Just a thought: Carrying the burdens of others


I carry the burdens of others. I don’t know if this is healthy or not, but I do what I do and it is what it is. I don’t know how to live my life any differently.

It adds stress to my life. It also adds value to my life. I don’t think I would get the full experience out of my walk on this planet if I didn’t carry the burdens of others.

You probably have the same experience. There are people in this world who look to you to help them along. They lean on you. They count on you. The direction their lives move in the present and the future is impacted by what you say or do.

Somehow, with proper boundaries, I think we were designed to carry the burdens of others. That’s a large part of why life is worth living. Each of us has our sphere of influence that allows us to impact and hopefully add value to the lives of others.

You have the power to take on as many burdens as you want to. There’s a lot out there that you can worry about. You also have the power to walk from or disregard the burdens of others.

The burdens we carry can keep a person awake at night. They can change the focus of a person. Understand here that what you do for others adds value to them and, done right, will also add value to your life.

You see, it’s all about relationships. If you lived on a desert island all by yourself you might still be anxious and worry about those you love, but without any interaction you would have no ability to impact their lives.

Instead, each of us is put into the flow of the lives of others. They may be family, friends, coworkers, church family, people you serve at work or civic or non profit organizations you might be involved with. There is likely a long list of individuals whose lives you impact.

Some of those you impact do just fine without you. Your relationship may be a surface relationship where, whether you interact with that person or not, the trajectory of that person’s life will be the same.

But others look to you for wisdom. They lean on you. They listen carefully to every word you say and because of you, their life is changed.

As an attorney, I interact daily with many lives who depend on me giving them good advice to help them through what may be the most difficult season of their life. I do my best to use my experience and knowledge to help the person sitting in front of me or on the phone to make good decisions and have an appropriate attitude.

But when our exchange ends, I often still carry their burden. I know we should all leave work at work, but that is easier said than done. Each day I work, there are others who have expectations of me. I am sure that is the world you live in also.

Their expectations and my desire to give them the best I have puts pressure on me to perform at my highest level. I strive to meet these expectations. The burdens I carry outside the office impact how I perform in serving my clients.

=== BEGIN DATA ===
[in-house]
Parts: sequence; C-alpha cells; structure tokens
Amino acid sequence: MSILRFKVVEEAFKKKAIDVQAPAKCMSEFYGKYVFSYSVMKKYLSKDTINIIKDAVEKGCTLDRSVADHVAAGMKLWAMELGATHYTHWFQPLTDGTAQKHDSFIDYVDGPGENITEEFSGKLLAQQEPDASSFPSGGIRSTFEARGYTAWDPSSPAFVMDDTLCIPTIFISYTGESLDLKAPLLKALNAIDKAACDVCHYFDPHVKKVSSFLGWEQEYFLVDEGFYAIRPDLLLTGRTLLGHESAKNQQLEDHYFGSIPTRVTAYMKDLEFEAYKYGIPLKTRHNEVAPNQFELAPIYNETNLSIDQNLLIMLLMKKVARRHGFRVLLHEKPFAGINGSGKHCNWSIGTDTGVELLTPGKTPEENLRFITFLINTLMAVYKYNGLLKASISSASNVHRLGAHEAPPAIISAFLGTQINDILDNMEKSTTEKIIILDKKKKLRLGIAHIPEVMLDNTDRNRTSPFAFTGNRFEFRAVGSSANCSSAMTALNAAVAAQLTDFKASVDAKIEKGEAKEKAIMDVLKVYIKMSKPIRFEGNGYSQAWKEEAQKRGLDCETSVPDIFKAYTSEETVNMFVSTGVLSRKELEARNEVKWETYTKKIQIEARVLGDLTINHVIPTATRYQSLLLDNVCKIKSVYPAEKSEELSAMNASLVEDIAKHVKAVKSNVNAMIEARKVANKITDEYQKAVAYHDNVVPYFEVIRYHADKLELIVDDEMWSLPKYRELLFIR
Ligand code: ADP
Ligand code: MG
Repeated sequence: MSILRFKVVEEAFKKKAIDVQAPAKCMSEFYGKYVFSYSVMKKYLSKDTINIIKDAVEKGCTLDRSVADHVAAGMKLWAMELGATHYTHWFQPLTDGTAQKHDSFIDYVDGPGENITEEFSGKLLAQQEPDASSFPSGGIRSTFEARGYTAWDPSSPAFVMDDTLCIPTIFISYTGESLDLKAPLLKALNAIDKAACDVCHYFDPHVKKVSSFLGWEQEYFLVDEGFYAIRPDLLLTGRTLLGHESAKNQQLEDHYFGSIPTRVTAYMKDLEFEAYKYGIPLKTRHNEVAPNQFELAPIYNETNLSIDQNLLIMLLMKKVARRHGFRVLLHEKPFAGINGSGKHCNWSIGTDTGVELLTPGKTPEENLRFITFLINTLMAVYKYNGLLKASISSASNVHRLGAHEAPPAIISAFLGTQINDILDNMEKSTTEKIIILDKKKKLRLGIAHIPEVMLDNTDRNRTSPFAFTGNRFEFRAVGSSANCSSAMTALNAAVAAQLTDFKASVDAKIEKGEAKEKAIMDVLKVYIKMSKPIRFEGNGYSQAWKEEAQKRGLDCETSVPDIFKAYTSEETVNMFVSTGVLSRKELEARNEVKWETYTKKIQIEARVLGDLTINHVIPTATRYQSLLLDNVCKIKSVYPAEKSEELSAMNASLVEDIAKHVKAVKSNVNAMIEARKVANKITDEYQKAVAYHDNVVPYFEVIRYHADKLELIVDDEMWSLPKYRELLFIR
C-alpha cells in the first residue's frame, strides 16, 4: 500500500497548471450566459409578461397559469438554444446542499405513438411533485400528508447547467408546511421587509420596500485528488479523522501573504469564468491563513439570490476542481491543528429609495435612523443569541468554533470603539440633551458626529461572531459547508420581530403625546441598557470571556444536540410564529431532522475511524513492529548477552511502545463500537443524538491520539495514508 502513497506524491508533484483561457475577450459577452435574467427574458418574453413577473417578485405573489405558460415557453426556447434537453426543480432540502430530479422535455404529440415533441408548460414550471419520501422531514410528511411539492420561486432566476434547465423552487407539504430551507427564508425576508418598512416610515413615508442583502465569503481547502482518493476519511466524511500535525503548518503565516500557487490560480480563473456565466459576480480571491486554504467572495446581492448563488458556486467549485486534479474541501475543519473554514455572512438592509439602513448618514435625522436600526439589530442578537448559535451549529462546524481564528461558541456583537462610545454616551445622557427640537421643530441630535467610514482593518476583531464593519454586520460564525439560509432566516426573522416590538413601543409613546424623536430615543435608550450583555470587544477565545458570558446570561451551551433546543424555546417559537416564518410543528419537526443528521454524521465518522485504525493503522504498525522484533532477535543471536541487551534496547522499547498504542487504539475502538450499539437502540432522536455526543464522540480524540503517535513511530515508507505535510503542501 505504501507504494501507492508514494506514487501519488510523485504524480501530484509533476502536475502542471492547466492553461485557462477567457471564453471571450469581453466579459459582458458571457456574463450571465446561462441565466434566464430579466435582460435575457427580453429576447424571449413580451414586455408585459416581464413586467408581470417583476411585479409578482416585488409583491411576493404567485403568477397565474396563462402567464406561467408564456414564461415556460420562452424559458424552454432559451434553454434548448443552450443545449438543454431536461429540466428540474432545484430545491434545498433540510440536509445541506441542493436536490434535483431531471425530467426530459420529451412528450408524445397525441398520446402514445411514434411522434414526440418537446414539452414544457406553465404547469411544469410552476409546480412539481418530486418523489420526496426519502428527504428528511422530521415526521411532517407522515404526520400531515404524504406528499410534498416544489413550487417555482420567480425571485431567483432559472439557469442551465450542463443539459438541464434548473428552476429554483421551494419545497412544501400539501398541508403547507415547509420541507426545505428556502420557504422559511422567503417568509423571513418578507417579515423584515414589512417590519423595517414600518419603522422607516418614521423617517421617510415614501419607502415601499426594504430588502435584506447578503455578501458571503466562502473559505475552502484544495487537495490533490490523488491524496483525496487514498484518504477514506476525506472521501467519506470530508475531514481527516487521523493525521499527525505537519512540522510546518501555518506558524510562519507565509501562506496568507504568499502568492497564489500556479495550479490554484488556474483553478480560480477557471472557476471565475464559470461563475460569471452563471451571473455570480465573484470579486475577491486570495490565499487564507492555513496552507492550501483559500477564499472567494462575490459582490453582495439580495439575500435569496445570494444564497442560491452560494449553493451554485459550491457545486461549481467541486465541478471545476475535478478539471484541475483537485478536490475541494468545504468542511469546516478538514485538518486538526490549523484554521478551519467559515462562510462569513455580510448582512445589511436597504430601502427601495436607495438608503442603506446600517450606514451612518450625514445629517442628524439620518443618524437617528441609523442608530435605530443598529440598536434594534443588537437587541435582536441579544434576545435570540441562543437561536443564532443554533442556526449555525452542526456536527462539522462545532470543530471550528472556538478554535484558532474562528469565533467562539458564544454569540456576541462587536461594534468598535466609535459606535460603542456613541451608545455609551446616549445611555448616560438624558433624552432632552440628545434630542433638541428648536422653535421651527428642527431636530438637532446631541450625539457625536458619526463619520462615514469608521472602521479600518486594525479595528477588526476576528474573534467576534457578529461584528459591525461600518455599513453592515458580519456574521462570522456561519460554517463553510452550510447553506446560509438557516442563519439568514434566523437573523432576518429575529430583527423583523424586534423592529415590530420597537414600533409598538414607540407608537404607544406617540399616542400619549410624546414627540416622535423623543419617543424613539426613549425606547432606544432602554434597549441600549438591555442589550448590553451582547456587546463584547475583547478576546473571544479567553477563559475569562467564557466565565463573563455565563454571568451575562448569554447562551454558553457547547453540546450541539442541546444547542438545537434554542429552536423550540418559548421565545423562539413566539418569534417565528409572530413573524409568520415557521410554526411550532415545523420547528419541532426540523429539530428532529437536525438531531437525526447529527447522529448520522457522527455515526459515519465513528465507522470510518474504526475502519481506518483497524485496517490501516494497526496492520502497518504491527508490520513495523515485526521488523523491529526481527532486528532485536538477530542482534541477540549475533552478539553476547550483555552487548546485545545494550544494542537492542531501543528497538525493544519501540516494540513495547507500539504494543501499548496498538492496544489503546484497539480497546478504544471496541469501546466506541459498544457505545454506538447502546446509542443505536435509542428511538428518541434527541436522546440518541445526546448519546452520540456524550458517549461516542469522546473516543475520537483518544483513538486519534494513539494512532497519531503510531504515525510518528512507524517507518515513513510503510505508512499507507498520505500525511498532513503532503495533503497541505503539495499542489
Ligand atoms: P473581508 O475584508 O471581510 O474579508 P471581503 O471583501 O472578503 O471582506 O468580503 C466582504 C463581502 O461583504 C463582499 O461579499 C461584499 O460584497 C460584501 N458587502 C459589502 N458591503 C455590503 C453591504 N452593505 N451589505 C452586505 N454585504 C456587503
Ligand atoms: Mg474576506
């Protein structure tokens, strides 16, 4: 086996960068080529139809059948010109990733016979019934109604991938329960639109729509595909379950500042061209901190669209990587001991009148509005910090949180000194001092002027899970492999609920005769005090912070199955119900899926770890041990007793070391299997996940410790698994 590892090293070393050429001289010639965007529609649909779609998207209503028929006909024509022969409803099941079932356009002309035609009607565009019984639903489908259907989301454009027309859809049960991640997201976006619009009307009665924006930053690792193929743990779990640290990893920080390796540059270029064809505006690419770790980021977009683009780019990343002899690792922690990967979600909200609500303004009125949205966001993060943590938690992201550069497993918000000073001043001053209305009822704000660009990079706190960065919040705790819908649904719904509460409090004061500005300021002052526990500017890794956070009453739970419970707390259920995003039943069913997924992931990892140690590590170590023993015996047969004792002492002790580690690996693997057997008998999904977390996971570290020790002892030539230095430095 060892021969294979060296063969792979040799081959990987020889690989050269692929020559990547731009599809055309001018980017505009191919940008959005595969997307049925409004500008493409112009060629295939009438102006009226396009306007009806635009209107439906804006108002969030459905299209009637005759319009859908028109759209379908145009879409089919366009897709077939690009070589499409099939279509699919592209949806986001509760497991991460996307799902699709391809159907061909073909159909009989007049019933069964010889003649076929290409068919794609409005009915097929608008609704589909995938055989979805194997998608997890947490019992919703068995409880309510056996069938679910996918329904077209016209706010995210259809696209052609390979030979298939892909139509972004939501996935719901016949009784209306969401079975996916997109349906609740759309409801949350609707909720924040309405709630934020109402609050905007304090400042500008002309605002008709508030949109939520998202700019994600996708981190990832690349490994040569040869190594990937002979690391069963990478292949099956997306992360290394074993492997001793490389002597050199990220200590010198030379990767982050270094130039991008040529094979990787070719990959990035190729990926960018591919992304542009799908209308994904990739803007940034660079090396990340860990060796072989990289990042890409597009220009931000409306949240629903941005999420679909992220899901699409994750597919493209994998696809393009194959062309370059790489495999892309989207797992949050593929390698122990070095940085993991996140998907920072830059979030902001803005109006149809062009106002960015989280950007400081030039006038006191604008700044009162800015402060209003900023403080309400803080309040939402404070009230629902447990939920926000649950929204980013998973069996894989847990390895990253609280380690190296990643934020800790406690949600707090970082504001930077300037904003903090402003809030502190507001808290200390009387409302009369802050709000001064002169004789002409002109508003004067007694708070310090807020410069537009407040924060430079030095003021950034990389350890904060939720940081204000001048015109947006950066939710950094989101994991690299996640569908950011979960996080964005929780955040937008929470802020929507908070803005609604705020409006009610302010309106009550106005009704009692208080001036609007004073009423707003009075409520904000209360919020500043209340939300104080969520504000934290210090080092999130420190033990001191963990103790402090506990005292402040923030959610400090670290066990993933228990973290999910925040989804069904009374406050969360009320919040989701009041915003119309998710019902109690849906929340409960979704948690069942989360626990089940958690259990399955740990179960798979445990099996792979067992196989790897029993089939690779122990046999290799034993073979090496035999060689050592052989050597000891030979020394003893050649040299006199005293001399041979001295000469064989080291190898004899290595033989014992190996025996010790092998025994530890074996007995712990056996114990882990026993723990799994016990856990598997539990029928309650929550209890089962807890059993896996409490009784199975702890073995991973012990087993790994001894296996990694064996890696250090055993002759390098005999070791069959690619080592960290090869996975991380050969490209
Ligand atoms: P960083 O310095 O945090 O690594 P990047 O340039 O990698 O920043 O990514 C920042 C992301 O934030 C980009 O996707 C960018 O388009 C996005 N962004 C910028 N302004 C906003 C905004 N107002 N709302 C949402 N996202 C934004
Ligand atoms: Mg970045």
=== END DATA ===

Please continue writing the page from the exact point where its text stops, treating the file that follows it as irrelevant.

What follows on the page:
An example in my life of what I am saying is the time I wake up each morning. I do a good job of going to bed pretty close to the same time each evening, but what time I wake up is determined by what is expected of me in the day ahead.

For example, if I have a court trial, I will wake up early, anxious to finish preparations for my day in court. If I have an office day I sleep deeper, sometimes longer, and wake up less anxious. If it is a weekend day, I wake up relaxed knowing I have a day with little stress.

Understand that nothing in this column is complaining about my carrying the burdens of others. As indicated above, I get paid for many of the burdens I carry and this allows me to support my family.

Carrying other’s burdens makes living our lives about others, not ourselves.

Who is living their lives worried or anxious about you? Who do you think has your life as a burden they are carrying?

I’m not trained as a psychologist and maybe an expert might say this is unhealthy. I would refer to it as good stress. By my own simple definition, bad stress reduces the value of your life. We need to minimize bad stress. Good stress allows us to perform to our best level, to be the best version of our self.

When a basketball team takes the floor at the start of a game, it’s too late for a player to get in shape or to practice his or her shot. What has happened off the floor determines what happens on the floor. The players on the team should be anxious to get on the floor and into the game. They should have worked hard and the game should demonstrate and to some degree celebrate the fruits of their labor.

There are fans out there who have expectations of the players performing at their highest level and hopefully winning the game. Each player who is suited up should, to some degree, be carrying the burden of the fans who are ready to watch how they play.

My challenge to you today is to recognize that burden carrying is something we all do. Some of us do a better job at this than others in this area. Assess how good of a job you are doing.

What burdens of others are you carrying? Are you not carrying enough?

Are you carrying too many burdens? Do you need to put some of your burdens down?

Your ability to handle this volatile area of your life will have a major impact on the quality of life you experience day to day.

Just a thought...

Rick Kraft is a motivational speaker, a syndicated columnist, a published author, and an attorney. To submit comments, contributions, or ideas, e-mail to rkraft@kraftlawfirm.orgmailto:thekraftlawfirm@aol.com or write to P.O. Box 850, Roswell, New Mexico, 88202 - 0850.